My wife asked me just the other day, \”If I turn right as a cyclist tries to pass me on the right–with no bike lane–and I hit him, is it my fault?\” Now, my wife is very vigilant, having a husband who is out on his bike all the time, and would not be likely to have this happen, but it is still interesting and potentially confusing.

    My attitude about passing on the right if no bike lane is present (which has only been legal for a couple of years) is that right-passing cyclists must exercise extreme caution and don\’t necessarily have any right-of-way in a right-hook scenario. This does not mean that motorists are excused from looking, but I wonder how blame would be assigned in such a situation.

    Anyone know the definitive rules on this

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  • El Biciclero July 25, 2008 at 4:43 pm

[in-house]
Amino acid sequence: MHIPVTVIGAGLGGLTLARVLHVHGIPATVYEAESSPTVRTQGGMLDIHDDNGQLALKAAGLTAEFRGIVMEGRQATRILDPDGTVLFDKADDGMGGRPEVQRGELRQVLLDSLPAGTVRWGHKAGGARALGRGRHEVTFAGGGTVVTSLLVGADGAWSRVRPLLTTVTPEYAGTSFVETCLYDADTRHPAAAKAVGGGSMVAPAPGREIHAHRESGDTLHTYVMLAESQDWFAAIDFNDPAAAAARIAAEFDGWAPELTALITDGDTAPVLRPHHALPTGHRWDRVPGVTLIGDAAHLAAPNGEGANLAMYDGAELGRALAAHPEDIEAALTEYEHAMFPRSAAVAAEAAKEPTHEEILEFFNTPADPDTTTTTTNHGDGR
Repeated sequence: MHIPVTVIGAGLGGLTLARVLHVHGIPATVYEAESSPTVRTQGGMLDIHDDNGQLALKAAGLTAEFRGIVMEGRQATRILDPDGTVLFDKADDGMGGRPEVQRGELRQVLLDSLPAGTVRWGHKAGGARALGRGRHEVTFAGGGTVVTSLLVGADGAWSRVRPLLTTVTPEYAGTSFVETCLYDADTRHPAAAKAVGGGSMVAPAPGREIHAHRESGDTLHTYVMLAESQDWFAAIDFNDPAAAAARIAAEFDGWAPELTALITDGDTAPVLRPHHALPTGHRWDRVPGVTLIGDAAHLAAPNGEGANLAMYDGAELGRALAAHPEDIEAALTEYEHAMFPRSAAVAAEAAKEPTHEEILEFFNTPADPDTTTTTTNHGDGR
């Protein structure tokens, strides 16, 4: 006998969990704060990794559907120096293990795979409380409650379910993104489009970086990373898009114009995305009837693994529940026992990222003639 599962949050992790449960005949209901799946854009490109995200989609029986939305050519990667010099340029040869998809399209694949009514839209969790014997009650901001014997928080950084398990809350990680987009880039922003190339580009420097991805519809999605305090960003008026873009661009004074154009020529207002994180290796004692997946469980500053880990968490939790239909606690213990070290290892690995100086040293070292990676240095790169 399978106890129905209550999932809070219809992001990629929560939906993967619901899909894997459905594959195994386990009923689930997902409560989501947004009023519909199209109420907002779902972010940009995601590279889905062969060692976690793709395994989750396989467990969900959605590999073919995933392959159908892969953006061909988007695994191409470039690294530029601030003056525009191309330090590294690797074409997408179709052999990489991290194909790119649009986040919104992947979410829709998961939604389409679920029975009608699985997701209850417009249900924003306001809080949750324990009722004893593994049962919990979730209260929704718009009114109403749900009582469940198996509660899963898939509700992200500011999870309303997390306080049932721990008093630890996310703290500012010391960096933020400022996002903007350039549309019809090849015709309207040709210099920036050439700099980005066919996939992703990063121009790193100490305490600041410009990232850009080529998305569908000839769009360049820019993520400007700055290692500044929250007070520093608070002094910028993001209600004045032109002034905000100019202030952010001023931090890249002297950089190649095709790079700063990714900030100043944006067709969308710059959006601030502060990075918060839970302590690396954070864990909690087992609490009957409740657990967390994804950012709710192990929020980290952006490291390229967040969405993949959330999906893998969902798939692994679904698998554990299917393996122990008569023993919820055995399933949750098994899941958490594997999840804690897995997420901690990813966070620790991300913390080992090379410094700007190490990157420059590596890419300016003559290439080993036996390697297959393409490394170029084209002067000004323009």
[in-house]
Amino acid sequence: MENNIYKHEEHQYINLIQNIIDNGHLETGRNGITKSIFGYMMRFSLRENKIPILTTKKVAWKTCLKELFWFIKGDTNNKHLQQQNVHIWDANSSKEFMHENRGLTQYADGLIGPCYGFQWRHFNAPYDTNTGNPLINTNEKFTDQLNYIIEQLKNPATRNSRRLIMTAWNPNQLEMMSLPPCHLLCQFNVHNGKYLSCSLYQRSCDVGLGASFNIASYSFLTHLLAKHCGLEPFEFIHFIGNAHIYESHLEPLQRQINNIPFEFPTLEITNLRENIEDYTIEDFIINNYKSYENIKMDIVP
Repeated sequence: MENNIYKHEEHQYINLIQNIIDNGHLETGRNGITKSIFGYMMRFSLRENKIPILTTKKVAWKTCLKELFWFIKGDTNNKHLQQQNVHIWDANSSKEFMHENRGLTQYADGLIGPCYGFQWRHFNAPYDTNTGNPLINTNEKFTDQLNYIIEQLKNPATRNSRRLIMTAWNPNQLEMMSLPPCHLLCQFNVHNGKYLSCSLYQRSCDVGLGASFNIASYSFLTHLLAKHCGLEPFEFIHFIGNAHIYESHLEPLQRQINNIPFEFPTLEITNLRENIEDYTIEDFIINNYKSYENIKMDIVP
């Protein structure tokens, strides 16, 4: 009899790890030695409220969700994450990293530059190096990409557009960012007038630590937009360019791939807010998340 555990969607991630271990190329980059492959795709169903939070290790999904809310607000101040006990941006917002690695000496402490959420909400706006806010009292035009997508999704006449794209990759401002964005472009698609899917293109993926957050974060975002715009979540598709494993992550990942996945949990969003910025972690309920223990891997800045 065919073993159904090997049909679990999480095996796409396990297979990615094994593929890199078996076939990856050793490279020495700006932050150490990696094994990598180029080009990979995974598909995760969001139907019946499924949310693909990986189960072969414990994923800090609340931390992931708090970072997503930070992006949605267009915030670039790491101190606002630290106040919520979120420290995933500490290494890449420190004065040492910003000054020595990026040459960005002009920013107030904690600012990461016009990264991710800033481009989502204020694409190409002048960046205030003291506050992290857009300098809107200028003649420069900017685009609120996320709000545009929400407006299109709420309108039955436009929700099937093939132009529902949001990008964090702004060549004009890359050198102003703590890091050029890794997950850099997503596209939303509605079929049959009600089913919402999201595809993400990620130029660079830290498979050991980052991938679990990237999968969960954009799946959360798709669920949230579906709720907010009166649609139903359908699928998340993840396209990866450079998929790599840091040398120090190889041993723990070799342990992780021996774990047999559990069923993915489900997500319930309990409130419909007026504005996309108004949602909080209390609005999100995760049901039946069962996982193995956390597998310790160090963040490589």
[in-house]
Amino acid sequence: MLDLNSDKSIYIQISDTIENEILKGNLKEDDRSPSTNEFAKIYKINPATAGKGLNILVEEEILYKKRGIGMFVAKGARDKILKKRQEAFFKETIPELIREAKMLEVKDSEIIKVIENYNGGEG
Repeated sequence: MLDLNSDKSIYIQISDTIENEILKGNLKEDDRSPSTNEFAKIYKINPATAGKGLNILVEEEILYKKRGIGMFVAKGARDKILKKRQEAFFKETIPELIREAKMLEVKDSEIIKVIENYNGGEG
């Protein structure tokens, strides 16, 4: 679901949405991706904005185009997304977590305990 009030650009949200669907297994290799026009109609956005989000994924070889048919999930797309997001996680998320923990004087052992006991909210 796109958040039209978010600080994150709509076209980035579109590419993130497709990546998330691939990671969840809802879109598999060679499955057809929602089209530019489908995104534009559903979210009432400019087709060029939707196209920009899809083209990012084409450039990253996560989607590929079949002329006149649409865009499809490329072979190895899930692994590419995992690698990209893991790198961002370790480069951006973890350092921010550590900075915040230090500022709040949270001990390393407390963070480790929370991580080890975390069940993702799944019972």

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  • N.I.K. July 25, 2008 at 4:50 pm

    And, really…if you are complying with the law, what is stupid about what the PPB is doing?

    The way the message is being sent. \”Look out everyone – be sure to take care, the PPB has a buttload of cops stationed at a particular intersection today, so be on your best behavior\” is one of the most common takeaways. It\’s the same thing with speed traps for automobiles – sporadically, there will be concentrated pockets of cops out to bust you, and the thing is that you should exercise caution so as not to be ticketed, rather than exercising sensible behavior and obeying traffic laws for the sake of ensuring the flow of traffic is predictable and hopefully avoid tragedy.

    To reiterate short-form: \”be good when you see us as a great big pack, or we\’ll fine you\”, vs. \”be safe.\”

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  • Scott July 25, 2008 at 5:21 pm